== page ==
James Franco seemed to confirm the story to Interview magazine. "The movie is a comedy, but it's kind of an outrageous one, and this actress — I won't say who, but she had a smaller role in the film — walked off the movie in the middle of a scene," he said, adding, "What was going on around her was, I guess, too extreme for her." Watson herself has never commented on the alleged kerfuffle.

Wesley Snipes was an absentee Blade

The final installment of the "Blade" trilogy, "Blade: Trinity," didn't exactly wow audiences when it premiered in 2004. Panned by critics as being shallow and scattered, it left fans disappointed and confused — especially after Snipes filed a lawsuit against the production company after the film's release.

Eight years after the film came out, cast member Patton Oswalt shed some light on what went down — namely that Snipes was barely around. Calling him "crazy in a hilarious way," Oswalt told the A.V. Club, "He wouldn't come out of his trailer, and he would smoke weed all day ... he only [came to the set] for close-ups. Everything else was done by his stand-in. I only did one scene with him."

Oswalt also revealed that Snipes had big beef with writer-director David Goyer, stemming from an argument during a night out in Vancouver while filming. "Wesley sat down with David and was like, 'I think you need to quit. You're detrimental to this movie,'" he recalled. "And David was like, 'Why don't you quit? We've got all your close-ups, and we could shoot the rest with your stand-in.' And that freaked Wesley out so much that, for the rest of the production, he would only communicate with the director through Post-it notes. And he would sign each Post-it note 'From Blade.'"

Anna Kendrick did not like this pitch

Anna Kendrick found international superstardom in "Pitch Perfect" as Beca, The Bellas' rebellious soprano with a steel will and a heart of gold — and it sounds like her real-life personality isn't far from the tough-talking undergrad she played on the big screen. Kendrick put her foot down on a potential storyline that had Beca getting romantically involved with a record executive who was trying to get the Bellas' master of the mash-up to sign with his label.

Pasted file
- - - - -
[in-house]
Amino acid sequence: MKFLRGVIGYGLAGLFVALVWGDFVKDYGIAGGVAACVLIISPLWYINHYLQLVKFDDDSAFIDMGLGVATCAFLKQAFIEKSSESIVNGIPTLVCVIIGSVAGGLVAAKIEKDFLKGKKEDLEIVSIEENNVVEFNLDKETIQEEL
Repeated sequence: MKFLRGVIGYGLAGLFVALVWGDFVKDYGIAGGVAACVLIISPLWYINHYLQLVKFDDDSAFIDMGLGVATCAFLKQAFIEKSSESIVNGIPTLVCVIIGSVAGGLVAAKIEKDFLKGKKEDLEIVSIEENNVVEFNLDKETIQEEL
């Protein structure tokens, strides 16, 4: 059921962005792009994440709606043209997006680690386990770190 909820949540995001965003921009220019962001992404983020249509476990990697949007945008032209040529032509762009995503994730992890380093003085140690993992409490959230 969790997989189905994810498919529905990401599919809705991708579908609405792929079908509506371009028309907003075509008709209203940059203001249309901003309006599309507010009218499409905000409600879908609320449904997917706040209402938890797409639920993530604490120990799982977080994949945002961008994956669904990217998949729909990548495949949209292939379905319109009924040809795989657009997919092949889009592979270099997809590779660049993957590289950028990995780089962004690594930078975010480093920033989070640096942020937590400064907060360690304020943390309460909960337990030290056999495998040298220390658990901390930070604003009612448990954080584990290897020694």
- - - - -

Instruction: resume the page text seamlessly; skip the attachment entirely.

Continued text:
"Originally the music executive was supposed to be my romantic interest but I said no to that, because I thought that would be kind of f***ing problematic," she told Harper's Bazaar UK. "I was like, 'Can no one else [see it]?' Once I said it, everybody was like, 'I guess so.' And they still wanted to have a version at the end when we kissed, and I still said no."

In the same interview, Kendrick revealed that she pushed back on producers who asked the Bellas to step into sexier wardrobes. "It's funny," she said. "Whenever we do the wardrobe fittings I feel like we get notes from the top saying they should be tighter and sexier and show more skin. And I'm like, that's not why people are coming to see the movie. They definitely aren't showing up because of our sex appeal ... It's nice that audiences are interested in seeing a movie of misfits and girls of different shapes and sizes."

Kirk Cameron: from Growing Pains to kissing pains

Kirk Cameron's strict Christian faith means that he considers even the smallest onscreen romantic gesture to be risqué — which is why he told producers of the 2008 faith-based family drama "Fireproof" that he wouldn't be kissing his co-star.

As Cameron claimed during an appearance on the Today Show, it wasn't just the kiss — he clashed with producers over several storylines he felt were immoral, mainly that his firefighter character spends much of the film contemplating divorce. "The reason this movie was important to me personally is because I love my wife dearly," he said. "In a day and age where marriage is falling apart, we want to make movies and projects that really uphold and have a high view of that which is beautiful and wonderful in our culture."

That commitment to marriage meant that kissing his co-star was out of question. Luckily, the film crew was able to make it work with some low lighting, tight angles, and a very special co-star. Chelsea Noble, Cameron's wife, was dressed up in the female lead's costume and shot in silhouette. "When I'm kissing my wife, we're actually husband and wife honoring marriage behind the scenes," said Cameron of the finished product.

Samuel L. Jackson isn't big on nude scenes

Samuel L. Jackson has never been one to shy away from violence or vulgarity onscreen — after all, he's made six movies with Hollywood's king of expletives, Quentin Tarantino. In his prolific career, Jackson's cleaned brains out of the back seat of a Chevy Nova, been eaten by dinosaurs, and tangled with a plane full of snakes. But there's one thing that scares this fearless actor — dropping trou on camera.